Predicting Academic Success Using Shoe Size: Affirming the Action in College Admissions

By Robin Lee Hughes

newlastword-robin_hughesMany higher educational institutions no longer rely exclusively on standardized tests as a primary indicator of future academic success. However, the courts continue to be bombarded by numerous allegations of rampant reverse discrimination, and public outrage that stems from students’ performances on standardized tests. In light of the insurmountable testimony from students and subsequently courts that profess that such policies undercut the university’s traditional colorblind, equal opportunity approach to admissions, educational affirmative action policies have come under considerable attack. And that approach, inevitably entails the overwhelming use of standardized scores as an indicator of subsequent success and admission.

Meanwhile, there has been no significant testimony to prove that the ATs (SAT, MCAT, LSAT) and GREs accurately predict academic success. In other words, a 1400 on the SAT still does not assure us of a rocket scientist. William Bowen and Derek Bok, in “The Shape of the River,” and researchers from the social, political and other sciences have unequivocally shown that exclusive use of standardized test scores are poor predictors of school success. In fact, academicians routinely disagree on the predictive nature of the SATs—the end result, multiple interpretations and somewhat murky conclusions and possibilities. Many believe that the SAT under-predicts the potential collegiate scholastic achievement for African-Americans and others, although few present supportive evidence to the contrary. In contrast, SATs are thought to be better predictors for Anglo academic achievement, and then, they still remain elusive in their predictive capabilities. Noted critic of affirmative action, Roger Clegg, in many of his articles appearing in The Chronicle of Higher Education, claims that the ATs are valid cognitive test for everyone. On the other hand, Critical Theorists such as Richard Delgado and Jean Stefancic in “Critical Race Theory” argue that, in fact, they provide little predictive value at all.

These conclusions should neither be considered good nor bad — just research that supports either argument. But, most importantly, all of the arguments support the fact that exclusive use of the ATs may be poor predictors of academic achievement—for everyone. Moreover, these seemingly complex admissions computations (which are not really that complex, they are typically basic mathematical manipulations of GPA, class rank, and test scores that assume students are disconnected variables, and only describe tangible variables –like grades) force us to be believe that intellect can be easily measured and predicted—or so one would be led to believe.

It could be argued that academic predictions and predictors may glean something relevant from the physicists. They know all too well how difficult it is to predict an event (Egon Guba and Yvonna Lincoln used this same argument years ago. See Naturalistic Inquiry, 1985). When Newtonian physics didn’t quite cut it, Schrödinger used something called quantum mechanics to calculate the probability of finding ONE electron in an atomic orbital. In fact, those equations require Hamiltonian operators to explain just where an electron is located at any given time. In fact, many physicists use supercomputers to do the calculations, and they still call it an estimate of where that ONE electron is located.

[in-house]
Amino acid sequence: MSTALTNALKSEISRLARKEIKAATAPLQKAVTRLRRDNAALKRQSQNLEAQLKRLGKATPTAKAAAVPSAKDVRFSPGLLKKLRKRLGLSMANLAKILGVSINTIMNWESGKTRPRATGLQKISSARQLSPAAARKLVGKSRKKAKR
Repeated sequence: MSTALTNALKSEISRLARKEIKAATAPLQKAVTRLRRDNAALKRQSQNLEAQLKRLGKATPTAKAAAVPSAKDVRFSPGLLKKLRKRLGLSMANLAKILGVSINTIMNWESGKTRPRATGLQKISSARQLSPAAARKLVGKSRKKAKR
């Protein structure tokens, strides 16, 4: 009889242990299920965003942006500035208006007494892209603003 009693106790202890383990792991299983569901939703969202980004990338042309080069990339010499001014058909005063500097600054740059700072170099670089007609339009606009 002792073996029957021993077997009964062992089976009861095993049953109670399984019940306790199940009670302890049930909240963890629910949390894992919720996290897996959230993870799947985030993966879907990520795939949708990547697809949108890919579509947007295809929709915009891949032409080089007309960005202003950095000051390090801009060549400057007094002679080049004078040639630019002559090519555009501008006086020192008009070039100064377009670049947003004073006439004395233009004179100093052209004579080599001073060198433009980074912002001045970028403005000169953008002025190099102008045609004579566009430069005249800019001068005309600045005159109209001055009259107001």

In fact, it is quite evident that, one should require more than algebra to describe human interaction, psychology, physiology, sociology and a host of other ologies. Especially, since none of us can seem to even predict something as simple as what college kids will wear to class from year to year. I would contend that these “prediction” equations would have some use, if you could supply… oh, about 1600 (1 for each of the AT points) variables to describe the complexity of each student—perhaps, and we would certainly need a supercomputer to derive the computation. For instance, a traumatic event, listening to music , walking early, playing some musical instrument, and parental education could all be weighted and assigned some human function (like the wave functions in quantum mechanics); or, perhaps we could consider shoe size. I would argue shoe size may be most cost effective. Accordingly, institutions of higher education may require a foot imprint on the application for the sake of authenticity. It would be much simpler. Ludicrous, perhaps, but do remember many current equations attempt to predict academic success by mathematically manipulating a few variables with a heavy emphasis on the power of a standardized score in an algebraic equation (not a differential equation, which would be more accurate given the assumption that one can predict the future).

The question then becomes, why is there an emphasis on prediction equations ? I have two hypotheses: First, there is the growing rhetoric and continuing assumption that standardized tests constitute an egalitarian system of selection (an oxymoron in and of itself) of students to higher education. However, they are routinely used throughout students’ educational careers to sort and select, i.e. by tracking, thusly perpetuating a system of inequality as early as kindergarten, and often times well before. Secondly, because, quite frankly, it’s efficient and cost effective. I submit as an example, if university X receives 16,000 applications for 7,300 freshmen spots, and the university has less than 10 admissions readers, it’s just easier to ‘chuck’ the applications with low test scores or test-GPA combinations (the algebraic equation).